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Stock Market: Investors Lose Over N455 bn in 5 Days




Stakeholders in the Nigerian capital market have lamented the lull in market activities and the huge lose recorded in the Nigeria Stock Exchange last week, where investors lost over N455 billion in the first five tradings days of the year. The huge losss according to stakeholders was due to delayed policy pronunciations and direction by the Federal Government. They however expressed optimism that the recent visit by the International Monetary Fund, IMF boss, Christine Lagarde would spur the Federal Government to quickly take actions that would enhance the economy and boost the stock market in particular.

Analysis of activities on the Nigeria Stock Exchange (NSE) last week showed that market capitalisation, which represents the total value of securities traded on the NSE declined by over N455 billion to close trading last Friday at N9.295 billion from N9.850 trillion it opened during the first trading day of the year, 2016 .

On Monday market capitalisation shed N93.521billion to close at N9.757 trillion; On Tuesday it dropped by over N93 billion to close at N9.664 trillion; On Wednesday it shed N317 billion to close at N9.347 trillion.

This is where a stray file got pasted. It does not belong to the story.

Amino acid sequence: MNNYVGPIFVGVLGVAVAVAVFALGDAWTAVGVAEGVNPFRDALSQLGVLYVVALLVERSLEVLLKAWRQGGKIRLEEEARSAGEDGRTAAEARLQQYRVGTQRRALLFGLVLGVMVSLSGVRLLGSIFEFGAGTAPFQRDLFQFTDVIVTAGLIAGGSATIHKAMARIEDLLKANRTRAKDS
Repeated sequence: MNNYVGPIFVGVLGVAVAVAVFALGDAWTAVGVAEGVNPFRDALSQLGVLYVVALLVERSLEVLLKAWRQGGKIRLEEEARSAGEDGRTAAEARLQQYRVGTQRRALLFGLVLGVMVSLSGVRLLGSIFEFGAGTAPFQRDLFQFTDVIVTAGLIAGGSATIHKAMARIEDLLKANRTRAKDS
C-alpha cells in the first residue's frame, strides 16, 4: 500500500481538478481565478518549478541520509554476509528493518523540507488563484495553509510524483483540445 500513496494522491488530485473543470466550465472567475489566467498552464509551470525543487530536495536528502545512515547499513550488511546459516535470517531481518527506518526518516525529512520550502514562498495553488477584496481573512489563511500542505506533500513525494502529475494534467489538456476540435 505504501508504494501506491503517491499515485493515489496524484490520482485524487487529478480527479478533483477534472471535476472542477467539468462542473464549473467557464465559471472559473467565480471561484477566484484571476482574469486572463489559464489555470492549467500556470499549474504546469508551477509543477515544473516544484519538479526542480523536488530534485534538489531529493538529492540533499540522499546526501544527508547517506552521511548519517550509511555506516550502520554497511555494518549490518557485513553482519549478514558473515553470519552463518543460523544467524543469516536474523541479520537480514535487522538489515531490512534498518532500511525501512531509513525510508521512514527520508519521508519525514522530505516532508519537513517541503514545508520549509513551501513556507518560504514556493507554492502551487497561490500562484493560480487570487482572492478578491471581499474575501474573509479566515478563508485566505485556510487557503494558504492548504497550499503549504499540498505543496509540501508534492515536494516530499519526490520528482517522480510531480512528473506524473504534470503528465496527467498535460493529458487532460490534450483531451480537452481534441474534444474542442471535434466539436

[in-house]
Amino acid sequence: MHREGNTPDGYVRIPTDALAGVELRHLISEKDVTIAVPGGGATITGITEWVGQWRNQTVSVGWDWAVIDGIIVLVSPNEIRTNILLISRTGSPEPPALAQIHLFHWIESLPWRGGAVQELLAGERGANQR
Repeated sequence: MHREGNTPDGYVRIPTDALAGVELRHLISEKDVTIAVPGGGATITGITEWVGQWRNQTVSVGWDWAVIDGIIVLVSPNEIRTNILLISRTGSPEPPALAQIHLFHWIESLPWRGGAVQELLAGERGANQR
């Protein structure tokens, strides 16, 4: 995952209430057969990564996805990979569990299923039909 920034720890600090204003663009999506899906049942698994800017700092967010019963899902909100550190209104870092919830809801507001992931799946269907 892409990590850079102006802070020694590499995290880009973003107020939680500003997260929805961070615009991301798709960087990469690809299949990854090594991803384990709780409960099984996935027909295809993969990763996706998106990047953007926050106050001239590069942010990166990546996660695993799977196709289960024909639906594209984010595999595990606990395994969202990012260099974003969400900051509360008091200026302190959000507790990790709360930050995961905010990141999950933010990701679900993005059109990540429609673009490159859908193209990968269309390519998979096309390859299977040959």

However, on Thursday, market capitalisation rebounded to appreciate by over N30 billion to close at N9.377 trillion, while on Friday market capitalisation declined by over N82 billion to close at N9.295trillion. In the same vein, another stock market gauge, the All Share Index declined by 1,6‘13.86 points or 5.63 per cent in five trading days from 28,642.25 it opened the market to close last Friday at 27,028.39 points.

The breakdown show that the Index on Monday shed 371.93 points to close at 28,370.32 points; On Tuesday the Index declined by 268.18 points to close at 28,102.14 points; On Wednesday it dropped by 911.38 points to close at 27,180.76 points; On Thursday, the index rebounded and went up by 85.42 points to close at 27,266.18.

Further analysis showed that that 899.604 million shares worth N7.669 billion in were traded by investors in 14,164 deals on the floor of the exchange in contrast to a total of 2.965 billion shares valued at N9.364 billion traded penultimate week in 7,174 deals.

The Financial Services Industry (measured by volume) led the activity chart with 764.790 million shares valued at N4.858 billion traded in 8,904 deals; thus contributing 85.01 percent and 63.34 percent to the total equity turnover volume and value respectively. The Conglomerates Industry followed with 40.164 million shares worth N100.471 million in 626 deals. The third place was occupied by the Consumer Goods Industry with a turnover of 40.006 million shares worth N1.707 billion in 2,116 deals.